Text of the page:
Combs Spouts Off

"It's my opinion and it's very true."

  • Calendar

    December 2019
    S M T W T F S
    « Nov    
    1234567
    891011121314
    15161718192021
    22232425262728
    293031  
  • Recent Posts

  • Tag Cloud

  • Archives

Give thanks for property rights

Posted by Richard on November 28, 2019

Happy Thanksgiving! I hope you’re enjoying this day with family and/or friends and thinking about all you have to be thankful for. It may not occur to you, but you should spend a moment being thankful for property rights. That’s the point of a decade-old post of mine about the real story of Thanksgiving, which I urge you to read. Back then, this blog was hosted at Blog-City.com, and a search for that phrase returned my post as the first, or at least top 5, result for several years. Those canny Scots who ran Blog City had some mad SEO skills, I guess.

John Stossel, whom I consider a national treasure, addressed the same topic at Reason yesterday (emphasis added):

The Pilgrims were religious, united by faith and a powerful desire to start anew, away from religious persecution in the Old World. Each member of the community professed a desire to labor together, on behalf of the whole settlement.

Actually, he’s wrong about that. As my post (link above) noted, they were forced into this communal arrangement by their sponsors.

In other words: socialism.

But when they tried that, the Pilgrims almost starved.

Their collective farming—the whole community deciding when and how much to plant, when to harvest, who would do the work—was an inefficient disaster.

That went on for two and a half years before Bradford and the others decided something needed to change. For more details, see my post above or Bradford’s book.

His answer: divide the commune into parcels and assign each Pilgrim family its own property. …

Private property protects us from what economists call the tragedy of the commons. The “commons” is a shared resource. That means it’s really owned by no one, and no one person has much incentive to protect it or develop it.

The Pilgrims’ simple change to private ownership, wrote Bradford, “made all hands very industrious, so as much more corn was planted than otherwise would have been.” Soon they had so much plenty that they could share food with the natives.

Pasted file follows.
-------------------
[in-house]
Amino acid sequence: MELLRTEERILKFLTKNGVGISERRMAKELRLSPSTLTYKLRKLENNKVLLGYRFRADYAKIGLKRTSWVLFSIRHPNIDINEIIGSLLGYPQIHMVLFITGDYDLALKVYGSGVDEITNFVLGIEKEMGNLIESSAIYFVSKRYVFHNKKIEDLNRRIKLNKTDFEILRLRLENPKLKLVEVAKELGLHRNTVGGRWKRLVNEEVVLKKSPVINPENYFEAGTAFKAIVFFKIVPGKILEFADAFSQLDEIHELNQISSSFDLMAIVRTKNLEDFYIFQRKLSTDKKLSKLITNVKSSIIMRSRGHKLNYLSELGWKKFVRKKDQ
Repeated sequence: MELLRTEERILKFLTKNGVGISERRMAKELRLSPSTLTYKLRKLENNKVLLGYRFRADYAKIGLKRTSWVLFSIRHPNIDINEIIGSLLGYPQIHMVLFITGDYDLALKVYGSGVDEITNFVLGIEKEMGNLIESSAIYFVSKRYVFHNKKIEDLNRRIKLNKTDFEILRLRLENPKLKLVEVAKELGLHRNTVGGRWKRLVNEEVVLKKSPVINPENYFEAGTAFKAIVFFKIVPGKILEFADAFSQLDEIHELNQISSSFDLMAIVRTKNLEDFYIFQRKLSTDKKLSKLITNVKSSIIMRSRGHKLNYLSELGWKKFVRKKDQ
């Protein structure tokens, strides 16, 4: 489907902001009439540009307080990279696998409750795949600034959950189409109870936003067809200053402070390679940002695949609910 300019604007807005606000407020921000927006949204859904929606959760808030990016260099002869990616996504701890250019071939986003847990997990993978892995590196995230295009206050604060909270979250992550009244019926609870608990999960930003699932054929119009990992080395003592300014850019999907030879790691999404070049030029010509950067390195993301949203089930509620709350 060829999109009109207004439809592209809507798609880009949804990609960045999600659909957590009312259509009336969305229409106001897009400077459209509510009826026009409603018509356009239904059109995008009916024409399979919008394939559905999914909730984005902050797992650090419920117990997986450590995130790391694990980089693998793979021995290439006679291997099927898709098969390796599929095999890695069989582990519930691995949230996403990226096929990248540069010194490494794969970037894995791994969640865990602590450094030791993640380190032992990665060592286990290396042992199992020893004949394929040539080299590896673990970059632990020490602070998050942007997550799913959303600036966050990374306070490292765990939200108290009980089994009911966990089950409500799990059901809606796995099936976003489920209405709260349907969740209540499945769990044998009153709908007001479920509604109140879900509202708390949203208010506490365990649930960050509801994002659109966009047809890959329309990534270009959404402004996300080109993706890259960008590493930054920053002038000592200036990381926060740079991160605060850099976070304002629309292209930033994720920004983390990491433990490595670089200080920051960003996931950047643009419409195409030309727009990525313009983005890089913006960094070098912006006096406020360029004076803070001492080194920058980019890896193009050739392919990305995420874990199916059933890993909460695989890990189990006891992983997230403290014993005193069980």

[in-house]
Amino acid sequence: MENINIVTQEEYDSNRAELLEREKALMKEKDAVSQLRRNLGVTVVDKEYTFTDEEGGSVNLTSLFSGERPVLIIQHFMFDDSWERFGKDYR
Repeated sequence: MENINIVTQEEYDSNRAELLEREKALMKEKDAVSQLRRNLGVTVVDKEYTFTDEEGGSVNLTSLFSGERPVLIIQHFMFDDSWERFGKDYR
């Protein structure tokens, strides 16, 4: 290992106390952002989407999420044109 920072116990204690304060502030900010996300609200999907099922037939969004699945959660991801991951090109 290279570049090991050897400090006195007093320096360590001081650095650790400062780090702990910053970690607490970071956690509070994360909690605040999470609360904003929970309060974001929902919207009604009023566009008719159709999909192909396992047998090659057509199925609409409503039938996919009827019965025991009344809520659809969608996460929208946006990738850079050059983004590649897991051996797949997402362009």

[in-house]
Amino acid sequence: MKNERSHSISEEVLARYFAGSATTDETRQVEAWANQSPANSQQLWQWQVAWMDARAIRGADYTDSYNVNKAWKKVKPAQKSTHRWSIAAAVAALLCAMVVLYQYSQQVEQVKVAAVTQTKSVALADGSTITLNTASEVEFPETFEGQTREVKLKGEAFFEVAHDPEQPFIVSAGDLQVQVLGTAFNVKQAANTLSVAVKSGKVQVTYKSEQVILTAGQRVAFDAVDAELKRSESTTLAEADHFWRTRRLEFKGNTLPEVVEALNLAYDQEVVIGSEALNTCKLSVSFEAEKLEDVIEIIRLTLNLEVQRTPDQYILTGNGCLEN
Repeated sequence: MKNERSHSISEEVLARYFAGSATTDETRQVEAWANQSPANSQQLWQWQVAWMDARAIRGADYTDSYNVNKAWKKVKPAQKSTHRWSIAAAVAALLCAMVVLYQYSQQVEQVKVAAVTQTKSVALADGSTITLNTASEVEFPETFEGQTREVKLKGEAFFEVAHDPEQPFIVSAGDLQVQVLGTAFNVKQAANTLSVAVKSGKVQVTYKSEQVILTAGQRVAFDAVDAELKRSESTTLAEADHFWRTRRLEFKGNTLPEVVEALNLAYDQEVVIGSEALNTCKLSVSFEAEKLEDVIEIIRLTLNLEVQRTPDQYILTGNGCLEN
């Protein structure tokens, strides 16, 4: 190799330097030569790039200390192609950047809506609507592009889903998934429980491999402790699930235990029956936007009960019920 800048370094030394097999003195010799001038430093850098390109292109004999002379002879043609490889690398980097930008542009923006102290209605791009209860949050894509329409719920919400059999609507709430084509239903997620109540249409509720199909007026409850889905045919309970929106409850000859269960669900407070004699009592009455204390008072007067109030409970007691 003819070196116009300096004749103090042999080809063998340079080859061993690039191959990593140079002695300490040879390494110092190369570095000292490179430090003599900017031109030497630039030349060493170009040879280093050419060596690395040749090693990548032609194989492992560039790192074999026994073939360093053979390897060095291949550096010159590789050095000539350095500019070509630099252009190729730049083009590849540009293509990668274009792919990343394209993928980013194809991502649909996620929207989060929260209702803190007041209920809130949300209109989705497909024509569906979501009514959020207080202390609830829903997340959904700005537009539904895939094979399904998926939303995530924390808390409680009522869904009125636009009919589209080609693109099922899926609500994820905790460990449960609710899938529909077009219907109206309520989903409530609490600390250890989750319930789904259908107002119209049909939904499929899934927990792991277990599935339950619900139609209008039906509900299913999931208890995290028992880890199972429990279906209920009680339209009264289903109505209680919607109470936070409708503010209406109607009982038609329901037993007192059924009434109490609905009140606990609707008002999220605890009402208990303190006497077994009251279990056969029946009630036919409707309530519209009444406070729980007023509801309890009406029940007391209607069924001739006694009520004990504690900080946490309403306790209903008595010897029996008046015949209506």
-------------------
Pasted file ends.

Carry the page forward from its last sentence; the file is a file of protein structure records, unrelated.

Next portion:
The Indians weren’t socialists, either. They had property rules of their own. That helped them grow enough so they had plenty, even during cold winters.

When property rights are tossed aside, even for the sake of religious fellowship or in the name of the working class, people just don’t work as hard.

Why farm all day—or invent new ways of farming—when everyone else will get an equal share?

But once Bradford created private lots, the Pilgrims worked hard. They could have sat around arguing about who should do how much work, whether English tribes or Indian ones were culturally superior, and what God would decree if She/He set rules for farming.

None of that would have yielded the bounty that a simple division of land into private lots did.

When people respect property rights, they also interact more peacefully.

At this year’s Thanksgiving dinner, if people start arguing about how society should be run, try being a peacemaker by suggesting that everyone should get to decide what to do with their own property.

If your uncle wants government to tax imports or thinks police should seize people’s marijuana, tell him that he doesn’t have to smoke weed or buy Chinese products, but he should keep his hands off other people’s property.

If your niece says everyone loves socialism now, remind her she has enough trouble managing her own life without telling the rest of the world what to do. When families don’t agree, they certainly shouldn’t try to run millions of other people’s lives.

In America today, religious groups practice different rites but usually don’t demand that government ban others’ practices. Private schools set curricula without nasty public fights. Businesses stock shelves without politicians fighting about which products they should carry.

All those systems work pretty well. That’s because they are private.

In most of our lives, private ownership makes political arguments unnecessary.

I’m thankful for that.

Amen. Did anyone bring blueberry pie? What time does the game start? Pass the wine!

And again, a most Happy Thanksgiving to all who read this!

Subscribe To Site:

Leave a Comment

Your email address will not be published. Required fields are marked *

This site uses Akismet to reduce spam. Learn how your comment data is processed.